Best Marvel movies
Fine, Ang Lee’s bizarre attempt at blockbustering isn’t perfect. But it’s got more individuality than most efforts of its kind, from Tim Squyres’s creative comic-panel editing scheme to its psychosexual desert showdown between green monster and military dad.
Making good on the promise of his earlier superhero flick Darkman, Sam Raimi does a bang-up job of bringing your friendly neighborhood web-slinger to life. In other words, you really believe that Tobey Maguire can catch thieves, just like flies!
The movie that kicked off the X-Men subfranchise is pulpy fun, dominated by Hugh Jackman’s loner Wolverine. It’s filled with memorable touches: a Magneto-proof plastic jail cell, or every appearance by the blue-skinned Mystique.
A war over tactics and goals is waged between Chris Evans’s squarely patriotic Captain and Robert Downey Jr.’s Iron Man, but the unexpected emotional heft left pretenders like Batman v Superman: Dawn of Justice in the dust.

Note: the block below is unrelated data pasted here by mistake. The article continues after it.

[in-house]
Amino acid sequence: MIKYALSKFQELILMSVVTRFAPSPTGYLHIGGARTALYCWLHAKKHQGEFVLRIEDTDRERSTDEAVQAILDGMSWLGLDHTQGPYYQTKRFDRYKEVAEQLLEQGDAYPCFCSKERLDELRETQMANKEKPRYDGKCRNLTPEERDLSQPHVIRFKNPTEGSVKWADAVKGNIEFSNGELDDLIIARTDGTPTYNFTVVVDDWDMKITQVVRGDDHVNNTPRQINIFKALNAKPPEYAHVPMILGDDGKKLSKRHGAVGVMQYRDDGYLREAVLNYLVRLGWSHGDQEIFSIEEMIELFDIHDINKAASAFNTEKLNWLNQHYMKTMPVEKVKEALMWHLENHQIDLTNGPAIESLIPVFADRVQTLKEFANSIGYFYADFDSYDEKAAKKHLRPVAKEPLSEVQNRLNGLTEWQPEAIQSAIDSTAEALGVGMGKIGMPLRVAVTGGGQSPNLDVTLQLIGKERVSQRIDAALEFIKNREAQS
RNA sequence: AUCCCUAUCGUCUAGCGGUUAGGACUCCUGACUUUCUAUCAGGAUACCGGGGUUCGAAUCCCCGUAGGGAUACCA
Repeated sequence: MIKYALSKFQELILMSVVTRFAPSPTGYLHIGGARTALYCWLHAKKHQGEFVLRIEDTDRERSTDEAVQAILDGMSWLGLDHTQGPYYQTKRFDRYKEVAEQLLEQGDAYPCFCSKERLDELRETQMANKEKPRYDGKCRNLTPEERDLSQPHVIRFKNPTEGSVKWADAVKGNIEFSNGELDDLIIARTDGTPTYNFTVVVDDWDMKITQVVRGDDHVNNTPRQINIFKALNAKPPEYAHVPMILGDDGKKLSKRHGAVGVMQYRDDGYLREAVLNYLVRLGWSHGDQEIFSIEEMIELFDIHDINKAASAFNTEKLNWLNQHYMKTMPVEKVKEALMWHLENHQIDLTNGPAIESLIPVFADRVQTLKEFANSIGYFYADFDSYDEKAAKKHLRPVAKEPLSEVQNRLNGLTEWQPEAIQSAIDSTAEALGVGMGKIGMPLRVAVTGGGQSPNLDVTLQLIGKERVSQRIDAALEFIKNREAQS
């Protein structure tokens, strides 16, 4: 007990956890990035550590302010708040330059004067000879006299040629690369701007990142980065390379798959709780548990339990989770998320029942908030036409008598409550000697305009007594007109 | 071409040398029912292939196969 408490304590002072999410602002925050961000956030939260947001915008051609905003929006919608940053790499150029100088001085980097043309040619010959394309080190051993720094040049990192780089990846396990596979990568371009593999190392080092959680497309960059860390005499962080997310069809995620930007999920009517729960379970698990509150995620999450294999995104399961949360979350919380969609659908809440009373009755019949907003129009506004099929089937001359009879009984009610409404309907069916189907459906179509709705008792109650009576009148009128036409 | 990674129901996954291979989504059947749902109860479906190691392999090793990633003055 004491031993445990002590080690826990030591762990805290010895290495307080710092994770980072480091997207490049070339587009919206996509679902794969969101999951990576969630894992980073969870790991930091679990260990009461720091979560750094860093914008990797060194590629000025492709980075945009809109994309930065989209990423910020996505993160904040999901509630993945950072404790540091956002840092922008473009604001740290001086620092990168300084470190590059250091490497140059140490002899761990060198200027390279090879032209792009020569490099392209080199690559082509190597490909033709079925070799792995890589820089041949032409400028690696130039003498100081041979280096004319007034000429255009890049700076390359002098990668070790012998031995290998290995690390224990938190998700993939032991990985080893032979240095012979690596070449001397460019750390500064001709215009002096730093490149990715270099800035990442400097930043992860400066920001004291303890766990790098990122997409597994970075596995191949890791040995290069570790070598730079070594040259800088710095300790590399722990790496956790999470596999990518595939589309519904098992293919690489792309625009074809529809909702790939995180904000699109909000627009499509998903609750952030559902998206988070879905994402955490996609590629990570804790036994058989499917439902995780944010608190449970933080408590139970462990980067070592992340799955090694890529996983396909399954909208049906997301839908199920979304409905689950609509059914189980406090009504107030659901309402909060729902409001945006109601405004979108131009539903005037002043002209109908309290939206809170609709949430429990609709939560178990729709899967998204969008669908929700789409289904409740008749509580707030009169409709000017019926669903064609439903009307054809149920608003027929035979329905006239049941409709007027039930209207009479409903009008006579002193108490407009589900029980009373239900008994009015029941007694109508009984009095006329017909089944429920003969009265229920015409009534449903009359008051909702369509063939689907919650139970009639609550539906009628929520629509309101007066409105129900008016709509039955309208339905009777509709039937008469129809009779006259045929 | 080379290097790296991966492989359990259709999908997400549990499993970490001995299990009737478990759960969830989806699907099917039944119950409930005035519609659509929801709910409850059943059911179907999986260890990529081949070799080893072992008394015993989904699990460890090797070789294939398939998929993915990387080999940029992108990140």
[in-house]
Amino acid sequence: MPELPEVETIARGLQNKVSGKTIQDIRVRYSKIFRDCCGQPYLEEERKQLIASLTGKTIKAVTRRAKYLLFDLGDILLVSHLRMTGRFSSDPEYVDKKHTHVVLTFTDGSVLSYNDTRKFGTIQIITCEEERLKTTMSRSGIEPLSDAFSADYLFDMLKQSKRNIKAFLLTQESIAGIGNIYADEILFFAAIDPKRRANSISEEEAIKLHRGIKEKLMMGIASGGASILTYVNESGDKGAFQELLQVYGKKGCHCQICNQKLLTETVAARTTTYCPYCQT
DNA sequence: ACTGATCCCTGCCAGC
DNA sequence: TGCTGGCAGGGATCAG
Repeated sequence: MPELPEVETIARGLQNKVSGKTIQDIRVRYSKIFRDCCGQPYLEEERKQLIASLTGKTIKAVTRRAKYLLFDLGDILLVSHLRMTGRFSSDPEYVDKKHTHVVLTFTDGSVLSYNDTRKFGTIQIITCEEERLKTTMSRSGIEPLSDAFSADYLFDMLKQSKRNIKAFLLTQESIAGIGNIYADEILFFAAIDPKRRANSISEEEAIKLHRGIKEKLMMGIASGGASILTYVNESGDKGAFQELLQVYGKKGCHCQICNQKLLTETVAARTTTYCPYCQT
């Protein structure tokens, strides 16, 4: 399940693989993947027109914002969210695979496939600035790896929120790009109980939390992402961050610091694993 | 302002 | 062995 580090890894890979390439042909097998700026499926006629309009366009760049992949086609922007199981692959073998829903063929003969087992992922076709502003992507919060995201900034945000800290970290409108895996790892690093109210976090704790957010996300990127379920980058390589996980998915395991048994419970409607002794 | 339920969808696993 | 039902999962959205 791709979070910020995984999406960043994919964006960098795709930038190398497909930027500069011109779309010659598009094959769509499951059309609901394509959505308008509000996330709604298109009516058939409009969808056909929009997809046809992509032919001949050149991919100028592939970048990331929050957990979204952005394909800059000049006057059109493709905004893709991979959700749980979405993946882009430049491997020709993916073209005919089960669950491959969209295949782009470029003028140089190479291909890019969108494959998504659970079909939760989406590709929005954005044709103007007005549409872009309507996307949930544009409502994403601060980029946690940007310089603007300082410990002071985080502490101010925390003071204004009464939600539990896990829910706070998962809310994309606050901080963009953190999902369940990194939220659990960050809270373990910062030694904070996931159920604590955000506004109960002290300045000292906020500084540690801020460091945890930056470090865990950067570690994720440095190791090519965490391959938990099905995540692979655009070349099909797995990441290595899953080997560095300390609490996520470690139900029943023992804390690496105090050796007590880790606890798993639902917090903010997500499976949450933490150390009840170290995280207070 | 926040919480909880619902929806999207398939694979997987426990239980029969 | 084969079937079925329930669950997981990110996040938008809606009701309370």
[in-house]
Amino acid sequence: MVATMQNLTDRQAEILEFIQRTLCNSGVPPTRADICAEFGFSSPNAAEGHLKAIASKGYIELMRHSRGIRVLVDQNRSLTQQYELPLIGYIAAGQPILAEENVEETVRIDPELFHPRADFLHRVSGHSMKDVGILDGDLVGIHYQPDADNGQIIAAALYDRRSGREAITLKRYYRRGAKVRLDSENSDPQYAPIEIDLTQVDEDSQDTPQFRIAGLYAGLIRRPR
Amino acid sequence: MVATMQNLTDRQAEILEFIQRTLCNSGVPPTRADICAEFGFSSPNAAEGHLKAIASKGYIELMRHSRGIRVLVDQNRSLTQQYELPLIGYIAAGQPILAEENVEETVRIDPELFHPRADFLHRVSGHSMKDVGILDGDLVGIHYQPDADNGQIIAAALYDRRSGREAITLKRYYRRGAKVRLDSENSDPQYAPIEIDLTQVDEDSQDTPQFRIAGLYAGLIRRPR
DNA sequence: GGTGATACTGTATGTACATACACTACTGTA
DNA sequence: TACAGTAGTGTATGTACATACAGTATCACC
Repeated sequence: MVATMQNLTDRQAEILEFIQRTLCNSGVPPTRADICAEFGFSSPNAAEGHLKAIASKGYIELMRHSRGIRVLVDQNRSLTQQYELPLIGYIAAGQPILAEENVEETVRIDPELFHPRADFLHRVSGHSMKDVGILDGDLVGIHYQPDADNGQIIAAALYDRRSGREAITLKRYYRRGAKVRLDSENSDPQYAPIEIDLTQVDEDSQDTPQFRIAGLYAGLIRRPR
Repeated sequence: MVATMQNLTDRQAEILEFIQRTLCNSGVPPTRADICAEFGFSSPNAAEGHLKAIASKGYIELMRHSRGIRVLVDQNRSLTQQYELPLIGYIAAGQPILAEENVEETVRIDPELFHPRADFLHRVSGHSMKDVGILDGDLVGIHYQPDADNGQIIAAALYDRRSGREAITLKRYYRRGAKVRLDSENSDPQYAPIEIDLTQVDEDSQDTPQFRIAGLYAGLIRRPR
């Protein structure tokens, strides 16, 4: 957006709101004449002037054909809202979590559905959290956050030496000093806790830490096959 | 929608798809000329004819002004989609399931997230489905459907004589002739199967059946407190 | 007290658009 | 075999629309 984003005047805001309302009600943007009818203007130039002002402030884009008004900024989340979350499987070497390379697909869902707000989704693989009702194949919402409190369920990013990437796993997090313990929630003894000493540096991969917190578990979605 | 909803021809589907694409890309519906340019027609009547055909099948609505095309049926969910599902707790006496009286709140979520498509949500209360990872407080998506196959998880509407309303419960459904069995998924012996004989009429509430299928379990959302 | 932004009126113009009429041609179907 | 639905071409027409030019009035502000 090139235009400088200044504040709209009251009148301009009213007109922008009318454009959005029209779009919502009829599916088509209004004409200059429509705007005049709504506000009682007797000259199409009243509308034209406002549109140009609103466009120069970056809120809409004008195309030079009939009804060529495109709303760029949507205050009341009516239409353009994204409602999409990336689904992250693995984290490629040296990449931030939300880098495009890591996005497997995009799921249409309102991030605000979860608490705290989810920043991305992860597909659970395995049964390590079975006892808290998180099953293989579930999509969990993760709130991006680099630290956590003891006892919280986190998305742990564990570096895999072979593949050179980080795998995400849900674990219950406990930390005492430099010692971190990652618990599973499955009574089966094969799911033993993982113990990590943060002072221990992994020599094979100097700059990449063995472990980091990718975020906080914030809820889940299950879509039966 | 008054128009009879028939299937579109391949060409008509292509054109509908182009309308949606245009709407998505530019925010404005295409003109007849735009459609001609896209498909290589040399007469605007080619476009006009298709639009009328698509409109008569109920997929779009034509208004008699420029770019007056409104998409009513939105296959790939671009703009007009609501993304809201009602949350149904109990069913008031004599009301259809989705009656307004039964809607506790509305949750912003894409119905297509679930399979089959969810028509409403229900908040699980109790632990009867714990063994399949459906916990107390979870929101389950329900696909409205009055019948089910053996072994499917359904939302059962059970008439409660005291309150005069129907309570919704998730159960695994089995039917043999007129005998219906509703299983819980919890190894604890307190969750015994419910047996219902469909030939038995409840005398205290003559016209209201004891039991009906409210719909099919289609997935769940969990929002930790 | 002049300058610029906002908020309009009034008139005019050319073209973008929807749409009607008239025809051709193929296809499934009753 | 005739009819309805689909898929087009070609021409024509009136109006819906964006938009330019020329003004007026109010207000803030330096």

It’s superior to the first movie for several reasons: an unusually soulful villain in Alfred Molina’s Doc Ock, some serious mission doubts from Tobey Maguire’s hero and a hilarious sequence set to “Raindrops Keep Fallin’ on My Head.”
Once again, a Marvel sequel is a big improvement, deepening character, furthering the uneasy connection between “old friends” Magneto and Xavier, and doubling down on the subtext of social persecution (the essence of the X-Men saga).
This instalment delivers a heavy and welcome dose of political paranoia (courtesy of Robert Redford playing against lefty type as an ominous high-ranking official). Chris Evans’s superhero remains an enjoyable square peg in the round hole of the sleek Marvel universe.
Paced swiftly by ex-Swinger Jon Favreau, the superhero movie is blessed by motormouthed Robert Downey Jr. as billionaire tech genius Tony Stark, an apolitical man with stripper poles on his private plane. Much was made of this “risky” casting, but it pays off beautifully.
At long last, the Marvel Comics universe comes together in the common purpose of defeating evil alien snake monsters. In humanspeak, that means you’ve got a bunch of superheroes in a single movie. The cape-wearing savior here is director Joss Whedon, who remembers to keep things fun, flip and broadly entertaining.
Some may find the film’s comic self-satisfaction a little grating—these lesser-known heroes date back to 1969—and there are moments when the sheer brain-melting relentlessness becomes wearying. But overall, this is giddy, ridiculous fun: a wonderfully generous gift of a film.